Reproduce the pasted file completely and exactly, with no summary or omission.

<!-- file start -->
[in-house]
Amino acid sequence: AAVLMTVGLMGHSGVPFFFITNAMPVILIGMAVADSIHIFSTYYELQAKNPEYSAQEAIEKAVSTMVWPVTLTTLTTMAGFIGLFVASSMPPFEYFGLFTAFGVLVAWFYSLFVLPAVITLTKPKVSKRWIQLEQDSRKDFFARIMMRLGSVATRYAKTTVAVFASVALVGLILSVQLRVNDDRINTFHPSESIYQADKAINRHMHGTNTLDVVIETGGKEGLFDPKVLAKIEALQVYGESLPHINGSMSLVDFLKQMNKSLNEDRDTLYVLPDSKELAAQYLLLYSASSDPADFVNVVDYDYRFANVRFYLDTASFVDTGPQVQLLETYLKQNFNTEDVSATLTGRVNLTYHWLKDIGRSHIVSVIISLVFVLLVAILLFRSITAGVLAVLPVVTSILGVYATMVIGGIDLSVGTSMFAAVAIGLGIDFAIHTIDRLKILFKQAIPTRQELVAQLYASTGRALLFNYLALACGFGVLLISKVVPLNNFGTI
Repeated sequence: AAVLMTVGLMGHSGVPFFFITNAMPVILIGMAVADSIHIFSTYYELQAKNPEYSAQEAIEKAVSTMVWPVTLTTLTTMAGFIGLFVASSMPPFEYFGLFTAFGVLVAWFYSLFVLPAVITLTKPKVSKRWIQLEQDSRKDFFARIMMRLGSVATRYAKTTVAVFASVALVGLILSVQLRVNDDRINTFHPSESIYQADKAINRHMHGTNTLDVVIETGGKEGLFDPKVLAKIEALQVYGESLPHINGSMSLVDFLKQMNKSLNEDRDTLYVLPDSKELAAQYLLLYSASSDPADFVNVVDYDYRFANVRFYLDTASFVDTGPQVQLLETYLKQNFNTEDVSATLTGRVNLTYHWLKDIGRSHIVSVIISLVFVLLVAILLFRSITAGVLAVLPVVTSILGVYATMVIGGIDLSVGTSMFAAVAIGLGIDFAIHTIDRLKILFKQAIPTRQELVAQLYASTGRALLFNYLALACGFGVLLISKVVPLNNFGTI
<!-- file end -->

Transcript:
[in-house]
Amino acid sequence: AAVLMTVGLMGHSGVPFFFITNAMPVILIGMAVADSIHIFSTYYELQAKNPEYSAQEAIEKAVSTMVWPVTLTTLTTMAGFIGLFVASSMPPFEYFGLFTAFGVLVAWFYSLFVLPAVITLTKPKVSKRWIQLEQDSRKDFFARIMMRLGSVATRYAKTTVAVFASVALVGLILSVQLRVNDDRINTFHPSESIYQADKAINRHMHGTNTLDVVIETGGKEGLFDPKVLAKIEALQVYGESLPHINGSMSLVDFLKQMNKSLNEDRDTLYVLPDSKELAAQYLLLYSASSDPADFVNVVDYDYRFANVRFYLDTASFVDTGPQVQLLETYLKQNFNTEDVSATLTGRVNLTYHWLKDIGRSHIVSVIISLVFVLLVAILLFRSITAGVLAVLPVVTSILGVYATMVIGGIDLSVGTSMFAAVAIGLGIDFAIHTIDRLKILFKQAIPTRQELVAQLYASTGRALLFNYLALACGFGVLLISKVVPLNNFGTI
Repeated sequence: AAVLMTVGLMGHSGVPFFFITNAMPVILIGMAVADSIHIFSTYYELQAKNPEYSAQEAIEKAVSTMVWPVTLTTLTTMAGFIGLFVASSMPPFEYFGLFTAFGVLVAWFYSLFVLPAVITLTKPKVSKRWIQLEQDSRKDFFARIMMRLGSVATRYAKTTVAVFASVALVGLILSVQLRVNDDRINTFHPSESIYQADKAINRHMHGTNTLDVVIETGGKEGLFDPKVLAKIEALQVYGESLPHINGSMSLVDFLKQMNKSLNEDRDTLYVLPDSKELAAQYLLLYSASSDPADFVNVVDYDYRFANVRFYLDTASFVDTGPQVQLLETYLKQNFNTEDVSATLTGRVNLTYHWLKDIGRSHIVSVIISLVFVLLVAILLFRSITAGVLAVLPVVTSILGVYATMVIGGIDLSVGTSMFAAVAIGLGIDFAIHTIDRLKILFKQAIPTRQELVAQLYASTGRALLFNYLALACGFGVLLISKVVPLNNFGTI